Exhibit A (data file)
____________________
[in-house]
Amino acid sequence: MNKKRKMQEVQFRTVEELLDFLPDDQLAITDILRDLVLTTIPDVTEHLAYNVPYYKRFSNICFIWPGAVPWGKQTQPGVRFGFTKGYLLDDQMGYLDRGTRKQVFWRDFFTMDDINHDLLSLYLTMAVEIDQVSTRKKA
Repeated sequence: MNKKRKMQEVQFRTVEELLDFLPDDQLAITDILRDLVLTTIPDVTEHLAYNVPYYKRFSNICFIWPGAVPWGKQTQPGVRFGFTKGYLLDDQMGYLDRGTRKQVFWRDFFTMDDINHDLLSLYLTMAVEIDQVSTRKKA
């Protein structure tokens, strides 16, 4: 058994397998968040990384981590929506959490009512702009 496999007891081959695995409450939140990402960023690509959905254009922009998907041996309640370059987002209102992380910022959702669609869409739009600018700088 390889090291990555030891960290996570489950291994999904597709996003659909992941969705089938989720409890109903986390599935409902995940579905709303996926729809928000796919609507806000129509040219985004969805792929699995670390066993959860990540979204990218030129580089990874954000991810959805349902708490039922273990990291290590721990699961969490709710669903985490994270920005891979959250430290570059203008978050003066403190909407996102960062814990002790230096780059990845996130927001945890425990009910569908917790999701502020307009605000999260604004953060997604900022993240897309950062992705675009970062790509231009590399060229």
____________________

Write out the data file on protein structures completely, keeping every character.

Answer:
[in-house]
Amino acid sequence: MNKKRKMQEVQFRTVEELLDFLPDDQLAITDILRDLVLTTIPDVTEHLAYNVPYYKRFSNICFIWPGAVPWGKQTQPGVRFGFTKGYLLDDQMGYLDRGTRKQVFWRDFFTMDDINHDLLSLYLTMAVEIDQVSTRKKA
Repeated sequence: MNKKRKMQEVQFRTVEELLDFLPDDQLAITDILRDLVLTTIPDVTEHLAYNVPYYKRFSNICFIWPGAVPWGKQTQPGVRFGFTKGYLLDDQMGYLDRGTRKQVFWRDFFTMDDINHDLLSLYLTMAVEIDQVSTRKKA
């Protein structure tokens, strides 16, 4: 058994397998968040990384981590929506959490009512702009 496999007891081959695995409450939140990402960023690509959905254009922009998907041996309640370059987002209102992380910022959702669609869409739009600018700088 390889090291990555030891960290996570489950291994999904597709996003659909992941969705089938989720409890109903986390599935409902995940579905709303996926729809928000796919609507806000129509040219985004969805792929699995670390066993959860990540979204990218030129580089990874954000991810959805349902708490039922273990990291290590721990699961969490709710669903985490994270920005891979959250430290570059203008978050003066403190909407996102960062814990002790230096780059990845996130927001945890425990009910569908917790999701502020307009605000999260604004953060997604900022993240897309950062992705675009970062790509231009590399060229």